What is embroiling Europe is deeper than a political crisis – it is approaching what can be called a crisis of legitimacy for the ruling elite. This can be thought of as a metaphysical event that precedes political upheaval, the latter being merely confirmation that such a crisis has taken place. Legitimacy is, of course, a rather nebulous concept, and it defies objective measurement.

Ruling classes throughout history have always advanced various claims about their own legitimacy, without which a stable political order is impossible. In tracing the contours of the current crisis, it’s important to establish what exactly the claims Europe’s technocratic elite have put forth and how they are becoming increasingly difficult to believe.

Ostensibly, the EU’s ruling elite has staked out the green transition as its raison d’être. They claim to have the mandate, vision and competence to see it through and have set clear targets to measure their success.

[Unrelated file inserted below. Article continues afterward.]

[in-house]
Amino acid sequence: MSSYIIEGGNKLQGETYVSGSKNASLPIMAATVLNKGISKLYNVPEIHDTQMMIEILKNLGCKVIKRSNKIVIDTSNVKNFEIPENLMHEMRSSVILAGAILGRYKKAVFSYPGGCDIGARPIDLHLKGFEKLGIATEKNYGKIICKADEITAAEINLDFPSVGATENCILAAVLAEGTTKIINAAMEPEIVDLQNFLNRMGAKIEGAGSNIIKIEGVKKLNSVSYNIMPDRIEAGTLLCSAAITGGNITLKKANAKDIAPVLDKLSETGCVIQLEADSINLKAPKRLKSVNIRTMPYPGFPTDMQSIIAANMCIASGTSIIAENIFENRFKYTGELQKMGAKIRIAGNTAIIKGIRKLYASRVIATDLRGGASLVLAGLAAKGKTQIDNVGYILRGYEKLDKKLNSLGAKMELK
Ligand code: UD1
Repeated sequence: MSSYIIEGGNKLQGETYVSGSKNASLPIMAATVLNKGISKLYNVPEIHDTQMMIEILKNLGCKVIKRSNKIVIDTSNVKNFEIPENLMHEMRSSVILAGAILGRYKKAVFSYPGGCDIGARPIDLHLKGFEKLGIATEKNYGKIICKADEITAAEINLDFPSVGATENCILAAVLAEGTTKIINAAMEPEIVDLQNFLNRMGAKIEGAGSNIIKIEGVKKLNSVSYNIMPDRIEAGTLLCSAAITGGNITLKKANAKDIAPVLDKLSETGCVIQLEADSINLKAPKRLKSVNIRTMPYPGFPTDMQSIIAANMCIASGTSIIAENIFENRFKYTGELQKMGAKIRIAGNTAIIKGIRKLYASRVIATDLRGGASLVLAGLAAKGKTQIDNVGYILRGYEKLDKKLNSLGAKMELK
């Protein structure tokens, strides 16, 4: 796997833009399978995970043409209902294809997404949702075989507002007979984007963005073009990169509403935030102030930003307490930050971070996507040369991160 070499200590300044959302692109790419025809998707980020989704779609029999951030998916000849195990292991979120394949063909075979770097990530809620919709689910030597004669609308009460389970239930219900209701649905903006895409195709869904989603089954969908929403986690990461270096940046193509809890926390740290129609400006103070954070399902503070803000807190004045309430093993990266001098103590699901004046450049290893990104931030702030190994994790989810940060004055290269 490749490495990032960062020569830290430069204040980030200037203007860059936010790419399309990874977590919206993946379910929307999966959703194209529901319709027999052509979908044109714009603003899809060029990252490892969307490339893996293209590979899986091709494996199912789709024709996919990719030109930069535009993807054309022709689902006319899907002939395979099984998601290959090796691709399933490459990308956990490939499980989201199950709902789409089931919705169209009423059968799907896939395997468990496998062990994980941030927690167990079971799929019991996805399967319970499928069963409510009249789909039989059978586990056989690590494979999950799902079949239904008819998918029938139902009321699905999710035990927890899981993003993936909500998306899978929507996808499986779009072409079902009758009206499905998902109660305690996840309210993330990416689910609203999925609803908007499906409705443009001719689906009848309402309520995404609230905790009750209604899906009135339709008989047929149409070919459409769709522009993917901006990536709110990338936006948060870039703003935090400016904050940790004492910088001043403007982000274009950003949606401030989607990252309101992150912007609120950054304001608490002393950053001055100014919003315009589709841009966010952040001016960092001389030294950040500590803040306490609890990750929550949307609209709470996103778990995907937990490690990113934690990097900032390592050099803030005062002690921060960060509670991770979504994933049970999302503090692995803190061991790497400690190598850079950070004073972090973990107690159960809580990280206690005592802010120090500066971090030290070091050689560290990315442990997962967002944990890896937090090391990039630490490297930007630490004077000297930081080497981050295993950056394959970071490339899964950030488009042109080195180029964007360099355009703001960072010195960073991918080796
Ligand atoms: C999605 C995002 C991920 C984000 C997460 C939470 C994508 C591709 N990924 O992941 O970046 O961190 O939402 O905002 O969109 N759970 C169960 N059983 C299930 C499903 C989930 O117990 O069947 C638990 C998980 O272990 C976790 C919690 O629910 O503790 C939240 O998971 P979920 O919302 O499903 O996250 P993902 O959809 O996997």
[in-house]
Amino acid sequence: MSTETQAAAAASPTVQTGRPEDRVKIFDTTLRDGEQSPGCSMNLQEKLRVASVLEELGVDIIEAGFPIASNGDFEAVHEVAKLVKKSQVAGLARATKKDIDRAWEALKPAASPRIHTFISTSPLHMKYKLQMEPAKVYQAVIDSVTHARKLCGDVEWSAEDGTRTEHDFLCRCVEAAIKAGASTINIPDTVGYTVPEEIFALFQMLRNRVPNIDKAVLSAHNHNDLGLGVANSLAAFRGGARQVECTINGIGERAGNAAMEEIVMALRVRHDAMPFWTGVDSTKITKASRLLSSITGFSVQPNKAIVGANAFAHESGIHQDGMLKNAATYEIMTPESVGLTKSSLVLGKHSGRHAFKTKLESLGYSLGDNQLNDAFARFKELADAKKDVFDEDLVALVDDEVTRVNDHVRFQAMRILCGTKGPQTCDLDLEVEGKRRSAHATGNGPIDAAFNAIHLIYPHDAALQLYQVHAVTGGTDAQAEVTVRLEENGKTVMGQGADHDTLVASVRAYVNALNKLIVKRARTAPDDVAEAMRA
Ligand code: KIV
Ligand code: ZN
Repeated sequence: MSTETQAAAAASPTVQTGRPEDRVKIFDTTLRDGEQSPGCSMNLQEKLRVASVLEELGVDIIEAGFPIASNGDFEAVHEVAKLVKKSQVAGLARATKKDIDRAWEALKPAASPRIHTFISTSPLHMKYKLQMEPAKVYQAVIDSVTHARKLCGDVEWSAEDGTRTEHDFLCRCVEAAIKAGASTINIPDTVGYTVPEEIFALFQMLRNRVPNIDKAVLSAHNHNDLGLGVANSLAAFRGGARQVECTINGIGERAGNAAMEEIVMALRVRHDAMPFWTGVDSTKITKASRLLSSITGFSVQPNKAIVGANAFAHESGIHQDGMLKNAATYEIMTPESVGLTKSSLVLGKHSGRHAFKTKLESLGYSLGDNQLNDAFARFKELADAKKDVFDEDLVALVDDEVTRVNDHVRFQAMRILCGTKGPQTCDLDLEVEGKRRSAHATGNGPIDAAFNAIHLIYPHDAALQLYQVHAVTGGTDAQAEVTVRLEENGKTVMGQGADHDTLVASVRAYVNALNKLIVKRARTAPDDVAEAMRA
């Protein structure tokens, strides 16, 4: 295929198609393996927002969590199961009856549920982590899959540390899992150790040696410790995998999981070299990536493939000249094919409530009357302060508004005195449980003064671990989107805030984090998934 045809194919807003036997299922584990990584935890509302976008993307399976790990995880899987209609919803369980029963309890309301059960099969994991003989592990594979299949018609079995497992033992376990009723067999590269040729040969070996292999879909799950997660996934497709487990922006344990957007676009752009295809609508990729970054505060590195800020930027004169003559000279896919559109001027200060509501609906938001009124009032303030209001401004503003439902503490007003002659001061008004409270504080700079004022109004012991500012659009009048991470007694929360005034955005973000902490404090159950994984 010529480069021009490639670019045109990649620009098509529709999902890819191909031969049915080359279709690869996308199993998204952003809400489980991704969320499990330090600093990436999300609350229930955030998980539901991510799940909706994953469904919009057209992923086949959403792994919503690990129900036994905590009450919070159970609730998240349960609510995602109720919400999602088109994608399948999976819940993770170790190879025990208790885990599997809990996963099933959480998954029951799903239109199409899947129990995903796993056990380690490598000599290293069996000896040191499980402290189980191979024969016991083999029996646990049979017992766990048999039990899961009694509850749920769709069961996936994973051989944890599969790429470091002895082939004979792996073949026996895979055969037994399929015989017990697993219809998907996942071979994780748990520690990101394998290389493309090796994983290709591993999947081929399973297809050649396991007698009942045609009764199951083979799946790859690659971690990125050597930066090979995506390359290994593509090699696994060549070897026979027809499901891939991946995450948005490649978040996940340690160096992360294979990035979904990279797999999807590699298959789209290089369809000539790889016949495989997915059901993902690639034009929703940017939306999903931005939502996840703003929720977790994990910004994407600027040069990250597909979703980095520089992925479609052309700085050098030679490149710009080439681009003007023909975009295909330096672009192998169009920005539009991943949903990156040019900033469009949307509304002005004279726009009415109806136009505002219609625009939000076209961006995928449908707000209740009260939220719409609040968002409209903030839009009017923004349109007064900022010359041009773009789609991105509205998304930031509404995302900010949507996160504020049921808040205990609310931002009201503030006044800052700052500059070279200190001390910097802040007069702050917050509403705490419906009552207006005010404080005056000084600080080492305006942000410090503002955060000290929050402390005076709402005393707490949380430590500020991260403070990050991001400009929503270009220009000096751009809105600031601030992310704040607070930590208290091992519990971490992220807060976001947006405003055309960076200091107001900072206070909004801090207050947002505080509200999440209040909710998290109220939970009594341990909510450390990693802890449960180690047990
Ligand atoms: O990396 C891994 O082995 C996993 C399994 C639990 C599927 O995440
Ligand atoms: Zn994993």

The headline targets and dates are well-known: reduce greenhouse gas emissions by 55% by 2030 and become climate-neutral by 2050. There are many other secondary targets. But the goals themselves, which will almost certainly prove elusive, are actually not where Europe’s technocracy has staked its credibility, and the failure to achieve them will not prove its undoing. What is in fact being promised in the energy transition lies somewhere adjacent to the carbon reductions and phase-out of fossil fuels. It is a vision of growth and prosperity wrapped up in a deeper narrative imbued with quasi-religious meaning, and a technocratic path toward achieving it. It is partly a promise of prosperity itself, partly a story about that prosperity, and partly a belief in the power of the anointed managerial class to achieve it.